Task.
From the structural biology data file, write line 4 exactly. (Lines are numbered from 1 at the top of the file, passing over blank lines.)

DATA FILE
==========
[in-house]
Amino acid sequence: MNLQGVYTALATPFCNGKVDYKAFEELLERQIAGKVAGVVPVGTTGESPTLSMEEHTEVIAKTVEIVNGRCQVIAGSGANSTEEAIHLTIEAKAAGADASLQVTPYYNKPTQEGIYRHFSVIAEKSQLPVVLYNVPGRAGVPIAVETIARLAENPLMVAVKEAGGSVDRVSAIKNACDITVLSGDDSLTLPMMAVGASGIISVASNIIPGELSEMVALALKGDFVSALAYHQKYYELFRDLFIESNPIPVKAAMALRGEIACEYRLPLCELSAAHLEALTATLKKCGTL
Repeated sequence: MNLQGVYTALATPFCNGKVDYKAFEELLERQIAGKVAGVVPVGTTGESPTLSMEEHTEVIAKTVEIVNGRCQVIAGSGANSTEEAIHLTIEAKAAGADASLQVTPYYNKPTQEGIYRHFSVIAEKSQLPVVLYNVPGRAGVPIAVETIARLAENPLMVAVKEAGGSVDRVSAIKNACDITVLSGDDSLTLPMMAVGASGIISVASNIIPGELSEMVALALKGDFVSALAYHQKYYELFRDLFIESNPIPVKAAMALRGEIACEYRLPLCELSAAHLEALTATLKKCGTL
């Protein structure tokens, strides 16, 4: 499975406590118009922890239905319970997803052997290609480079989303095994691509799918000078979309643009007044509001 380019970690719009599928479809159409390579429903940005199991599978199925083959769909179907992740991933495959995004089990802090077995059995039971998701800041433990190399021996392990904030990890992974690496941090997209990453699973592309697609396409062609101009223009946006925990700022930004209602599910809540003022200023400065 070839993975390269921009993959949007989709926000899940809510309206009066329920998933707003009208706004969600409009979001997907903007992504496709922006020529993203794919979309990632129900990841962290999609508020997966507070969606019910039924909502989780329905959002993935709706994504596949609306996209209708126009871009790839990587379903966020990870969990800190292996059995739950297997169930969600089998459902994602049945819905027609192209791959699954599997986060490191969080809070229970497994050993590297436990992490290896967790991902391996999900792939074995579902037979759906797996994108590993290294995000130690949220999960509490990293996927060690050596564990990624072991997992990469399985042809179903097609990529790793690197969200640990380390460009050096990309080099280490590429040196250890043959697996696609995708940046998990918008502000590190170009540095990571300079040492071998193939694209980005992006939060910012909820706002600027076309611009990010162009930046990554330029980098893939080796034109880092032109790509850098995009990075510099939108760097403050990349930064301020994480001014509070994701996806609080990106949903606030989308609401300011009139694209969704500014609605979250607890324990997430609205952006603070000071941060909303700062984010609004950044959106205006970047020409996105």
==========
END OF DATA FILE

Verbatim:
């Protein structure tokens, strides 16, 4: 499975406590118009922890239905319970997803052997290609480079989303095994691509799918000078979309643009007044509001 380019970690719009599928479809159409390579429903940005199991599978199925083959769909179907992740991933495959995004089990802090077995059995039971998701800041433990190399021996392990904030990890992974690496941090997209990453699973592309697609396409062609101009223009946006925990700022930004209602599910809540003022200023400065 070839993975390269921009993959949007989709926000899940809510309206009066329920998933707003009208706004969600409009979001997907903007992504496709922006020529993203794919979309990632129900990841962290999609508020997966507070969606019910039924909502989780329905959002993935709706994504596949609306996209209708126009871009790839990587379903966020990870969990800190292996059995739950297997169930969600089998459902994602049945819905027609192209791959699954599997986060490191969080809070229970497994050993590297436990992490290896967790991902391996999900792939074995579902037979759906797996994108590993290294995000130690949220999960509490990293996927060690050596564990990624072991997992990469399985042809179903097609990529790793690197969200640990380390460009050096990309080099280490590429040196250890043959697996696609995708940046998990918008502000590190170009540095990571300079040492071998193939694209980005992006939060910012909820706002600027076309611009990010162009930046990554330029980098893939080796034109880092032109790509850098995009990075510099939108760097403050990349930064301020994480001014509070994701996806609080990106949903606030989308609401300011009139694209969704500014609605979250607890324990997430609205952006603070000071941060909303700062984010609004950044959106205006970047020409996105």